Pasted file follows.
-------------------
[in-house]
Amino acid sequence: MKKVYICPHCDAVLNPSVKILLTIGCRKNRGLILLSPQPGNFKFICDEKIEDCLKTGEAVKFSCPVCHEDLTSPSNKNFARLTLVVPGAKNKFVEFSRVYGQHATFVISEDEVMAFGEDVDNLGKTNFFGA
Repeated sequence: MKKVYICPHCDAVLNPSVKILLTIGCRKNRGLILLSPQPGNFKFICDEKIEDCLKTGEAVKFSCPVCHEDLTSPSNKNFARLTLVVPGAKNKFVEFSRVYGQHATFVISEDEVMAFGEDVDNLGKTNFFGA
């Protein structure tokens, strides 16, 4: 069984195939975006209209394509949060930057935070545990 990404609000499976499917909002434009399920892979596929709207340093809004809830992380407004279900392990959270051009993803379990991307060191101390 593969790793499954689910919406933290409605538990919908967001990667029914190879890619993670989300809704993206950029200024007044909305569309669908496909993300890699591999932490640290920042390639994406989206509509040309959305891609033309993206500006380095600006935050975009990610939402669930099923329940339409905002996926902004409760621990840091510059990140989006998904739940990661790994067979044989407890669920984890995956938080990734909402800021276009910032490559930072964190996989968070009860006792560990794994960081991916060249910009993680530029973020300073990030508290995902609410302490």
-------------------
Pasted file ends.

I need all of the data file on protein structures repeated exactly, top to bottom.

[in-house]
Amino acid sequence: MKKVYICPHCDAVLNPSVKILLTIGCRKNRGLILLSPQPGNFKFICDEKIEDCLKTGEAVKFSCPVCHEDLTSPSNKNFARLTLVVPGAKNKFVEFSRVYGQHATFVISEDEVMAFGEDVDNLGKTNFFGA
Repeated sequence: MKKVYICPHCDAVLNPSVKILLTIGCRKNRGLILLSPQPGNFKFICDEKIEDCLKTGEAVKFSCPVCHEDLTSPSNKNFARLTLVVPGAKNKFVEFSRVYGQHATFVISEDEVMAFGEDVDNLGKTNFFGA
């Protein structure tokens, strides 16, 4: 069984195939975006209209394509949060930057935070545990 990404609000499976499917909002434009399920892979596929709207340093809004809830992380407004279900392990959270051009993803379990991307060191101390 593969790793499954689910919406933290409605538990919908967001990667029914190879890619993670989300809704993206950029200024007044909305569309669908496909993300890699591999932490640290920042390639994406989206509509040309959305891609033309993206500006380095600006935050975009990610939402669930099923329940339409905002996926902004409760621990840091510059990140989006998904739940990661790994067979044989407890669920984890995956938080990734909402800021276009910032490559930072964190996989968070009860006792560990794994960081991916060249910009993680530029973020300073990030508290995902609410302490």